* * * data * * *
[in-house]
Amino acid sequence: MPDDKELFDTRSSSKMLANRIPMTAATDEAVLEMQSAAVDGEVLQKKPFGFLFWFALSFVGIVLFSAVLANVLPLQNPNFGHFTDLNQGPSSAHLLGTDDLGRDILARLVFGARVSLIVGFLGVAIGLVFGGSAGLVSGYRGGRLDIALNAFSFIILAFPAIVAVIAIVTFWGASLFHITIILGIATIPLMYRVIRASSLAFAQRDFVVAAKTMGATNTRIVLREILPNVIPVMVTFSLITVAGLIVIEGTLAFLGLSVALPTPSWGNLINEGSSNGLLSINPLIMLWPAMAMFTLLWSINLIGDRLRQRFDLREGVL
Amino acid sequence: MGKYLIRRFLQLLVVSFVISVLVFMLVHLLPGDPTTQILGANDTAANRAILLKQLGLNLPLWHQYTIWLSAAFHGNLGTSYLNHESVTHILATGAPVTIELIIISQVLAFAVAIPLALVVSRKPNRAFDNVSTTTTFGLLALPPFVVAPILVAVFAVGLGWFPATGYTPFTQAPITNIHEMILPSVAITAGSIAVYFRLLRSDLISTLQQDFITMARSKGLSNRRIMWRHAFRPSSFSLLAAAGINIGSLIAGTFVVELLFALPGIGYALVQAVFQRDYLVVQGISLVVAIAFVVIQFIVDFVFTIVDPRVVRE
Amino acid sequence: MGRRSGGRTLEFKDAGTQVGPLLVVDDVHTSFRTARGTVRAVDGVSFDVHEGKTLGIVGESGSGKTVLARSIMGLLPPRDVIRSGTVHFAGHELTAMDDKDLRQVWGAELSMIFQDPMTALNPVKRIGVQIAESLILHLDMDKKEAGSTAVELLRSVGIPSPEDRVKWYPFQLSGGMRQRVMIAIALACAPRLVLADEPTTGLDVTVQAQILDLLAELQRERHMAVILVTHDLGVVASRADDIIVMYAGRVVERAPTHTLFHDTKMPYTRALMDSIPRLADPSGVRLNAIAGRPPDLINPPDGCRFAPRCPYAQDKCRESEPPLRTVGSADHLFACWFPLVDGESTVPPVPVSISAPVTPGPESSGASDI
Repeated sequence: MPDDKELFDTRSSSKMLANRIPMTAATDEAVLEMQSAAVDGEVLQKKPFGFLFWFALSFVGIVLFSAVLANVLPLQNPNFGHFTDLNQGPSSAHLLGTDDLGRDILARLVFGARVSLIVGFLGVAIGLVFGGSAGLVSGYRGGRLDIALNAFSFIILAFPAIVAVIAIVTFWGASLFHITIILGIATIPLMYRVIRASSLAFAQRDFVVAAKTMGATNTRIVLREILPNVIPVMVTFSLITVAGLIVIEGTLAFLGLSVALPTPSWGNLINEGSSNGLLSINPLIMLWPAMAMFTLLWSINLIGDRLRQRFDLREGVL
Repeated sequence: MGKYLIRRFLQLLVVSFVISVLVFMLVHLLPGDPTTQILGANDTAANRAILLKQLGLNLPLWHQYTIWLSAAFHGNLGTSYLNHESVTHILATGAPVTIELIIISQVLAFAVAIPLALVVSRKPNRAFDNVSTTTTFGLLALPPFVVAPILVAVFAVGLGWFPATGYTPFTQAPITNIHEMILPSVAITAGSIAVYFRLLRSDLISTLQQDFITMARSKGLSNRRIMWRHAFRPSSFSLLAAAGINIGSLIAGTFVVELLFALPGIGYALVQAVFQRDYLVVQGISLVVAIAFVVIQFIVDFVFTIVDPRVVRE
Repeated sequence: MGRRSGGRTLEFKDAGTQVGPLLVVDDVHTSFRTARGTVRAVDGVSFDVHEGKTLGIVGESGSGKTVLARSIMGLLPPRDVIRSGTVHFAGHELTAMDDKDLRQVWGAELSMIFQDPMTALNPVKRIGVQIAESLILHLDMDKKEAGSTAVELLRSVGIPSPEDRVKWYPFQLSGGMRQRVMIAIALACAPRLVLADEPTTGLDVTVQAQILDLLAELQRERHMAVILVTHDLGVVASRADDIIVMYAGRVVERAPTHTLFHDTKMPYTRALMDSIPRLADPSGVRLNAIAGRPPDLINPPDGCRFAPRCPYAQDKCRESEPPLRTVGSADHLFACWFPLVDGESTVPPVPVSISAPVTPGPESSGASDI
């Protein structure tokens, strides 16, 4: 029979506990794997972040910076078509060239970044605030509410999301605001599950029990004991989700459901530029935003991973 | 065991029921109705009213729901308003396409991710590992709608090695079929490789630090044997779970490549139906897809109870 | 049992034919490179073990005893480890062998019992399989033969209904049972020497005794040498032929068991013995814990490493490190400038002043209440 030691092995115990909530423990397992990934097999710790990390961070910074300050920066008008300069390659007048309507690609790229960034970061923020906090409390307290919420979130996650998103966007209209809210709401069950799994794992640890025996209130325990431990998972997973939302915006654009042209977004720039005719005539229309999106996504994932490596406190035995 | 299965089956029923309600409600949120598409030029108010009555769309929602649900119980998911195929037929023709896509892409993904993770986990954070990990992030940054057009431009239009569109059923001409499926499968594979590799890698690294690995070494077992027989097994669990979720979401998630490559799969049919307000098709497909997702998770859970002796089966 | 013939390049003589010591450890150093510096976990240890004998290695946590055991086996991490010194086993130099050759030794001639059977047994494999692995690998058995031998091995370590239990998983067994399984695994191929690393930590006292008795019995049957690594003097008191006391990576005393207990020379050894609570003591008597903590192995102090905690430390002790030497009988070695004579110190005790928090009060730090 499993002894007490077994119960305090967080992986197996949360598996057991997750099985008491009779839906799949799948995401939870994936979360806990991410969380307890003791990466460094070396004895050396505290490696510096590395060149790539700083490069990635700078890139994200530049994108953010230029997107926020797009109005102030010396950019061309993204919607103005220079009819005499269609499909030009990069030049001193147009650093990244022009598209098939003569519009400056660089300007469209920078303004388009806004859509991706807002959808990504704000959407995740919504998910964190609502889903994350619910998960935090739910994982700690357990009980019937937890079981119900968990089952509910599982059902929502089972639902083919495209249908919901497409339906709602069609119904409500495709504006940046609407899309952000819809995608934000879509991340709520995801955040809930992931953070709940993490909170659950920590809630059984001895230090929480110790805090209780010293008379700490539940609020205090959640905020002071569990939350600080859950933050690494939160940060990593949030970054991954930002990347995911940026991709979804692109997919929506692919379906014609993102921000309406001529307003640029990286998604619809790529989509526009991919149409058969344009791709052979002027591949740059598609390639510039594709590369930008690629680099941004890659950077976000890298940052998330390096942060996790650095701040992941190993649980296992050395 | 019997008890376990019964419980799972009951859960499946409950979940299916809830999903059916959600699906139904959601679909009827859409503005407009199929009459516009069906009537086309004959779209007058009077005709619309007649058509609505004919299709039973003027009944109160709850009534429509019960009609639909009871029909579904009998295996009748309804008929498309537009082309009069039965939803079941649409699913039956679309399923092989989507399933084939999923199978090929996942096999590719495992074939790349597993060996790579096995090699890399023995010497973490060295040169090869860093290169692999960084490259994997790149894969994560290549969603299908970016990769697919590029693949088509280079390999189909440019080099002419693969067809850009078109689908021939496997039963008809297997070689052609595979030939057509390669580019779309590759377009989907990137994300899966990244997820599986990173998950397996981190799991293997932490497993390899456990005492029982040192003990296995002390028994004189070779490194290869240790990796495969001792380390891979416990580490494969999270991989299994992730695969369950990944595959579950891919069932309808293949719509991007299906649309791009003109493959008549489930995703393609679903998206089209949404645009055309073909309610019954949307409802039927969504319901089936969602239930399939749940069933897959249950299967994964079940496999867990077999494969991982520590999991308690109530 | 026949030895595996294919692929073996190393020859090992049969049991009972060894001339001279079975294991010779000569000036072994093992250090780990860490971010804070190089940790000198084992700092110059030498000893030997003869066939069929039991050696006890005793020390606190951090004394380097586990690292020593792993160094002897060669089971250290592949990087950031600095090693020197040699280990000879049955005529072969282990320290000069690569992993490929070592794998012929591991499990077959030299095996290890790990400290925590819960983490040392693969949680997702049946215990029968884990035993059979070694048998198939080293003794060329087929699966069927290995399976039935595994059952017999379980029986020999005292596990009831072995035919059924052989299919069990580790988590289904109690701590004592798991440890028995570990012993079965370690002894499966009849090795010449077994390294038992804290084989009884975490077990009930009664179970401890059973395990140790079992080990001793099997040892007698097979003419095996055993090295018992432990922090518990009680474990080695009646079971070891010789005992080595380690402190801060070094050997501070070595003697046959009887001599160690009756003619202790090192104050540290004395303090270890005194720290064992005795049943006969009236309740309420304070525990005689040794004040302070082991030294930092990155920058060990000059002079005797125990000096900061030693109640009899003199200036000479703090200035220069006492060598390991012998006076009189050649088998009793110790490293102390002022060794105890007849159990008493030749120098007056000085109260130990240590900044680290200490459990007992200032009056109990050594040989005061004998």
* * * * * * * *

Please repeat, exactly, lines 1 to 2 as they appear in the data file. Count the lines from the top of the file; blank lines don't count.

[in-house]
Amino acid sequence: MPDDKELFDTRSSSKMLANRIPMTAATDEAVLEMQSAAVDGEVLQKKPFGFLFWFALSFVGIVLFSAVLANVLPLQNPNFGHFTDLNQGPSSAHLLGTDDLGRDILARLVFGARVSLIVGFLGVAIGLVFGGSAGLVSGYRGGRLDIALNAFSFIILAFPAIVAVIAIVTFWGASLFHITIILGIATIPLMYRVIRASSLAFAQRDFVVAAKTMGATNTRIVLREILPNVIPVMVTFSLITVAGLIVIEGTLAFLGLSVALPTPSWGNLINEGSSNGLLSINPLIMLWPAMAMFTLLWSINLIGDRLRQRFDLREGVL